• Preparation is key to managing extremes – for both droughts and floods. Most cities and farmers did well in the recent drought and floods. A roughly 30 percent loss of water supply reduced statewide agricultural revenue by about 2-3 percent, and urban losses were financially inconvenient but economically negligible. Local impacts were sometimes much worse, especially for some rural communities. The biggest losses were in the areas least prepared. Ecosystems were unprepared for this drought, with often devastating effects. This wet year saw widespread minor flooding, but little major flooding, and identified some areas as needing more attention and funding.
  • Future droughts and floods will be a bit different. This drought was worsened by higher temperatures, hit an agricultural economy with many more permanent (and more profitable) crops and hit a system with more effective water supply agency cooperation, and a different composition of species in the Delta ecosystem. We need to prepare for future droughts (and floods).
  • We need to do better. The extreme drought and wet year served to identify weaknesses in California’s water management. We must learn from these tests and improve local, regional and statewide water management. Learning from past droughts and floods has made California’s water management as successful as it has been, and remains vital for sustaining a major dynamic civilization in such a dry and increasingly variable climate.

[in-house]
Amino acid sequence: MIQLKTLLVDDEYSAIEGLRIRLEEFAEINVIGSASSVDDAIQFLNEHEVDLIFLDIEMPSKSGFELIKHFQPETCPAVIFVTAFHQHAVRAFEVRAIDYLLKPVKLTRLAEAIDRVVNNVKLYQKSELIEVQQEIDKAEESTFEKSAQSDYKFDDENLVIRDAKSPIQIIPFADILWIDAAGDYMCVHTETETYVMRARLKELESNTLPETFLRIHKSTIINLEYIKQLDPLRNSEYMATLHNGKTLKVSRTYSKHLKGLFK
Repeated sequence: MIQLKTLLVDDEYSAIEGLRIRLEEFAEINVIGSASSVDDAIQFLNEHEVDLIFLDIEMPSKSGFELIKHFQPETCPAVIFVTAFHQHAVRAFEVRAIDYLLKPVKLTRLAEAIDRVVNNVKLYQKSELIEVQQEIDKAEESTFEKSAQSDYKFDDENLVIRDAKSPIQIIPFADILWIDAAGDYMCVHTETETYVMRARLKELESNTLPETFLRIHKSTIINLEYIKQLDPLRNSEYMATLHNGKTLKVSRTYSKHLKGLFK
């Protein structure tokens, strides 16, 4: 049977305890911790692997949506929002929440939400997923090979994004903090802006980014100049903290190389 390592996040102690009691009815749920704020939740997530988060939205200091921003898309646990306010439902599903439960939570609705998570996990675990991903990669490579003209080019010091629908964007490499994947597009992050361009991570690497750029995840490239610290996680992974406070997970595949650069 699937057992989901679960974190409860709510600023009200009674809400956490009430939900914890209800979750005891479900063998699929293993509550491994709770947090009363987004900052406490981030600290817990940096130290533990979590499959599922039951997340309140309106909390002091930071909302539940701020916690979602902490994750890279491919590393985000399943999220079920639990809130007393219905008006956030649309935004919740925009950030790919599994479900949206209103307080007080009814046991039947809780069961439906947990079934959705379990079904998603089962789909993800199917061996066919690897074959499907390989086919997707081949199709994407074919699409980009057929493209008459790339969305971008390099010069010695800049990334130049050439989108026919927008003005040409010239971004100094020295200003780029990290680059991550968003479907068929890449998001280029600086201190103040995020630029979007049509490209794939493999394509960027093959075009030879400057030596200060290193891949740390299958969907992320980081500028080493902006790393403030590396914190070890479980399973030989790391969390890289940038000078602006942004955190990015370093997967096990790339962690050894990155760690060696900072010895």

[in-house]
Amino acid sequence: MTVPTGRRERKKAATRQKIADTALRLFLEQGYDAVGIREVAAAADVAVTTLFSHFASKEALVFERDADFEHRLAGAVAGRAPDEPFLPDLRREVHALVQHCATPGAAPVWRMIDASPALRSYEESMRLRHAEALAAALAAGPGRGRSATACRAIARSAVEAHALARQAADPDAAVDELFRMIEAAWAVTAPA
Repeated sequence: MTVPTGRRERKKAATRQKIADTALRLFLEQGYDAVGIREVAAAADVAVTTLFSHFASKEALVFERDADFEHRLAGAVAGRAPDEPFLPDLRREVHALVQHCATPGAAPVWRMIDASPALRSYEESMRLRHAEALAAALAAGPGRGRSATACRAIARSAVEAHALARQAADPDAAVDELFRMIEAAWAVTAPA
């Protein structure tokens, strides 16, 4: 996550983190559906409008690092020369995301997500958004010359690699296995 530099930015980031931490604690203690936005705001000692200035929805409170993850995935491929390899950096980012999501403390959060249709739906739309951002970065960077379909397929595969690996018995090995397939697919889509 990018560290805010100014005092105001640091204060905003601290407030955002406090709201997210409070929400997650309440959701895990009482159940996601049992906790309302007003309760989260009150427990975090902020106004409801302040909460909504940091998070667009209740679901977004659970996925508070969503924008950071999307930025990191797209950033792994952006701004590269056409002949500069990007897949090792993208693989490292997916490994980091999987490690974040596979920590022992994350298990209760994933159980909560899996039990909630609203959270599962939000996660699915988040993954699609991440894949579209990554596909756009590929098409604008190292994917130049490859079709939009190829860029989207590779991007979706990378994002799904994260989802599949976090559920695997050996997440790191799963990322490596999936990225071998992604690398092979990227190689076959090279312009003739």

The past few years have shown some major problems:

  • Groundwater. Implementing the Sustainable Groundwater Management Act remains one of California’s greatest water challenges.
  • The Sacramento-San Joaquin Delta is a second key to sustainability and prosperity for California’s water system. We are still struggling with this one.
  • Rural water supplies. Some 1-2 percent of California’s population still have drinking water of substandard quality. The drought highlighted the problems of these mostly small rural water systems. Some progress is occurring, but it will require stronger county responsibility, oversight and capability, aided by others.
  • Ecosystem management. The drought showed the weakness of the remaining native ecosystems and the agencies’ pretty dreadful drought capability and preparation for their environmental responsibilities. State and federal agencies are neither organized nor funded to succeed here.
  • Investments in flood infrastructure. While most of California’s flood infrastructure did pretty well, the floods showed a need to invest in the maintenance and updating of major flood infrastructure – and Californians will need to pay for this.
  • California lacks a coherent state water technical and scientific program, integrated across agencies. Lack of a common effective water balance, inadequately organized, transparent and expeditious data and modeling, fragmented science, and incoherent fragmentation of technical efforts add confusion, delays, costs and hassles. The state’s major drought, flood, groundwater, water rights, rural drinking water and environmental management problems mostly span agency responsibilities, requiring a common coherent technical program. State effectiveness is hobbled without this.

As a mostly dry place with a highly variable climate, California’s water problems are eternal and will always be punctuated by floods, droughts and other emergencies. These are tests that invite and focus attention and can help guide improvements.

If we want to continue to move forward, we cannot go back.


This story first appeared on California Water Blog, published by the U.C. Davis Center for Watershed Sciences.